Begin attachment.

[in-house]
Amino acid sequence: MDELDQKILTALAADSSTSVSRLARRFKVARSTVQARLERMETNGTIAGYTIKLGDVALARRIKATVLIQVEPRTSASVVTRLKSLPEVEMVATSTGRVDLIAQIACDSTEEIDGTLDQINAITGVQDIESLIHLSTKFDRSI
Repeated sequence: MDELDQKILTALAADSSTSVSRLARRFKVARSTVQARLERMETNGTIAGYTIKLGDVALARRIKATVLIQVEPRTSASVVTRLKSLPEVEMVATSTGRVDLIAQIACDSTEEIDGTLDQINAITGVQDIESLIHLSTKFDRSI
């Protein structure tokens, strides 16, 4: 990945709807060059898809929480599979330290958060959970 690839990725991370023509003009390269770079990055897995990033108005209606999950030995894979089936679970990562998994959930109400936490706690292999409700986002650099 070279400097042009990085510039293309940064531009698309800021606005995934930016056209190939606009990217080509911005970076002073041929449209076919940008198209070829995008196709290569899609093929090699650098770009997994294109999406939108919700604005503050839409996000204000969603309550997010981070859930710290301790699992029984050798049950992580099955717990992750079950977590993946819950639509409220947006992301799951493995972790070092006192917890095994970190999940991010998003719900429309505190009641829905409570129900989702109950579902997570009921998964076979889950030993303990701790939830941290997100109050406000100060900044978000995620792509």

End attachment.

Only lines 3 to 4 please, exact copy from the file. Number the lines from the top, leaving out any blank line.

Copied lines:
Repeated sequence: MDELDQKILTALAADSSTSVSRLARRFKVARSTVQARLERMETNGTIAGYTIKLGDVALARRIKATVLIQVEPRTSASVVTRLKSLPEVEMVATSTGRVDLIAQIACDSTEEIDGTLDQINAITGVQDIESLIHLSTKFDRSI
């Protein structure tokens, strides 16, 4: 990945709807060059898809929480599979330290958060959970 690839990725991370023509003009390269770079990055897995990033108005209606999950030995894979089936679970990562998994959930109400936490706690292999409700986002650099 070279400097042009990085510039293309940064531009698309800021606005995934930016056209190939606009990217080509911005970076002073041929449209076919940008198209070829995008196709290569899609093929090699650098770009997994294109999406939108919700604005503050839409996000204000969603309550997010981070859930710290301790699992029984050798049950992580099955717990992750079950977590993946819950639509409220947006992301799951493995972790070092006192917890095994970190999940991010998003719900429309505190009641829905409570129900989702109950579902997570009921998964076979889950030993303990701790939830941290997100109050406000100060900044978000995620792509």